directed by Joseph Kosinski
starring Jeff Bridges, Garrett Hedlund, Olivie Wilde, Bruce Boxleitner
by Dave Minkus
I’ve been waiting 28 years for it to happen, but the day has finally arrived. Today, Tron finally gets a well-deserved sequel. Ok, it’s well-deserved in my eyes for certain. I’ve loved Tron since I was 6 years old. All the kids in preschool played with the toys and, for a time, Tron toys toppled GI Joe and Transformers as the toys of choice with me and my friends. I unabashedly love the original film. I’ve watched it at least a dozen times and I still adore it even with its dated CG and stilted acting from the supporting cast. There was one thing about Tron that I loved, though. I couldn’t get enough of the character of Kevin Flynn. He was a computer hippy who loved computers and video games. When he got screwed out of the credit for the games he had created, he opened up an arcade. In short, Kevin Flynn was what every nerdy or geeky male wanted to grow up to be in the 80′s. I tell you all this to frame just how high my expectations were for the sequel. I had hoped that Tron Legacy would take everything that was good from the original and amp it up. I also hoped they would make an incredible story and cast it perfectly to match the updated CG. In short, I was hoping…no, I was EXPECTING Tron Legacy to be my 2010 movie of the year. Frankly, it isn’t fair to any movie to put that kind of pressure on a film. There was no way it was going to live up to the hype I had in my mind. However, it’s a fine film and a heck of a ride.
In case you haven’t been reading up on the story as religiously as many geeks like me have, Encom CEO Kevin Flynn (Jeff Bridges) has been missing for 20 years. He promised his son, Sam (Garrett Hedlund), to take him to the arcade the next morning. He went to his office to work and was never seen again. Obviously, this messed with Sam. He hated his father for abandoning him to live with his grandparents, yet he still looked up to him and his ideals. Over the past 20 years, Encom has essentially turned into Microsoft. They’re specifically in it for the money and that’s it. They couldn’t care less about what would make people’s computers run better, the just want to have a permanent and direct line to the consumer’s wallet. This is perfectly illustrated by describing their newest operation system as being different from the previous iteration because it says 2010 instead of 2009 on it. After Sam pirates the new OS and publishes it on the web for free, he gets approached by his father’s oldest and closest friend, Alan Bradley (Bruce Boxleitner). He got a page from his dad’s old arcade that’s been shut down for 20 years. Sam goes and investigates to see if there’s a trace of his father. He gets sucked back into the computer world and goes on a quest to find his dad.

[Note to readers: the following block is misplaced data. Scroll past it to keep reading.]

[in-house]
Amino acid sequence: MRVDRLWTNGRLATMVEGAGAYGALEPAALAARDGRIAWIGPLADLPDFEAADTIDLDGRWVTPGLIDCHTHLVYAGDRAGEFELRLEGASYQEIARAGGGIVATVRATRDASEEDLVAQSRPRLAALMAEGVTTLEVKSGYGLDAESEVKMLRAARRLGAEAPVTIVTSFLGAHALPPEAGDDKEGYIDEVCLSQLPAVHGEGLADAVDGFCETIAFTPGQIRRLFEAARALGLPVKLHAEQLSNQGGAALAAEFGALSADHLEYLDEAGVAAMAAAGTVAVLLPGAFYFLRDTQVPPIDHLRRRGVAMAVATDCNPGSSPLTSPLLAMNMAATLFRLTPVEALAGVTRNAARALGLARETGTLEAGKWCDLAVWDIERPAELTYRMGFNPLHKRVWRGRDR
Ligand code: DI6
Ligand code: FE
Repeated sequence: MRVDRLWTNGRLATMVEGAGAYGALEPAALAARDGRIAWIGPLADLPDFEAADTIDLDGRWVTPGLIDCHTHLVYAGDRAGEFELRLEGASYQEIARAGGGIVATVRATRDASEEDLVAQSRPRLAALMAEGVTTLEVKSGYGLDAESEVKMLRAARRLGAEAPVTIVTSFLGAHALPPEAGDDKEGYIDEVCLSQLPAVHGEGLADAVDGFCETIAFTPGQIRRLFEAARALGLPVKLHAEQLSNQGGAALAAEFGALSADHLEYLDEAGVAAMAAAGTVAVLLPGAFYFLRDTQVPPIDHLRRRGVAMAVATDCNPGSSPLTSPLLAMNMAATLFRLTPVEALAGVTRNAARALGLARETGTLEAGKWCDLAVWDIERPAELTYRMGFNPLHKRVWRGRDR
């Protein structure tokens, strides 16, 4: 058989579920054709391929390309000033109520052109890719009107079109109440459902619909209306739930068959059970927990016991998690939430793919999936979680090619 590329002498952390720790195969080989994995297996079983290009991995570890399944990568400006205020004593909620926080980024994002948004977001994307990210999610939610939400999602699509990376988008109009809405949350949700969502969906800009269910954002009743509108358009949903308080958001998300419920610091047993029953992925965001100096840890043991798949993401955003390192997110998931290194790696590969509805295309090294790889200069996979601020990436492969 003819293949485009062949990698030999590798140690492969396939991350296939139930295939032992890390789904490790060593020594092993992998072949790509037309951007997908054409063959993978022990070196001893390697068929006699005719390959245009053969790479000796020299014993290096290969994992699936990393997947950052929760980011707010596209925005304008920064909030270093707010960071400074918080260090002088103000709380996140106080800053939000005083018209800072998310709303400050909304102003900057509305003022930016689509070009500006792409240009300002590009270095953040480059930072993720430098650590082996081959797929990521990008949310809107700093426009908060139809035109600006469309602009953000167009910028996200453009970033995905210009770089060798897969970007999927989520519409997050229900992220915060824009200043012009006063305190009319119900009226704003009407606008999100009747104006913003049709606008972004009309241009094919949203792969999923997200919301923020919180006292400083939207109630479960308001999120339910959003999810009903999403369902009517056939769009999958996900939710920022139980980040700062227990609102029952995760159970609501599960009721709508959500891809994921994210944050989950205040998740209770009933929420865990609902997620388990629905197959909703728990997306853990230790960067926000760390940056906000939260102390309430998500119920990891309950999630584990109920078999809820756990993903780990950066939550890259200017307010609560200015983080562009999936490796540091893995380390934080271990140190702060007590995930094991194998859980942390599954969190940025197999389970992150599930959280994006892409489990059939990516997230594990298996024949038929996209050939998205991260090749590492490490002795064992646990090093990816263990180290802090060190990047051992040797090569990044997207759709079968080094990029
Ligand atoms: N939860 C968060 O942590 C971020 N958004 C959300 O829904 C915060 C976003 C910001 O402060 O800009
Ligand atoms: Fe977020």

I’m going to get the negatives out of the way first before I begin gushing all over this movie. First and foremost, young Kevin Flynn is a problem. Using CG, Jeff Bridges was de-aged, and it honestly looks about as good as Patrick Stewart at the end of X-Men Origins: Wolverine. Sure, in a still frame, it looks like him. In motion, though, there’s just something off about the mouth in the way he talks and his eyes. I applaud Disney for trying to pull this off, but it just doesn’t quite work. They keep young Flynn mostly in silhouette and shadows, but there’s just no denying that CG isn’t there yet. At the same time, I had no problem with de-aged Jeff Bridges as Clu. Clu is a copy of Flynn, so not everything is going to be perfect. It was still a little distracting, but Bridges performance overshadows any qualms I may have had with Clu.
My other problem is with how the film ends in the computer world. I refuse to spoil it, but I can tell you three characters that you could pull from Star Wars and drop into Tron because they fit SO perfectly. Ask me some time and I’ll tell you (it’s different than Jack’s opinion).
Ok, on to the good stuff. The CG world created in this film has enough of a feel to be connected to the original film while being completely updated. Since it’s possible to be so much more detailed now than the original film 20 years ago, the computer world is a living, breathing place. The vehicles look amazing now. Whether they be light cycles, solar sails, tanks or recognizers, they are all more function and look more realistic while still obviously acknowledging their original designs. The city and buildings are now fully realized locations. Instead of being glorified vector graphics on a green screen, the sets are real places (either built or computer generated), and I think that helps the actors be in the moment and adds to the film.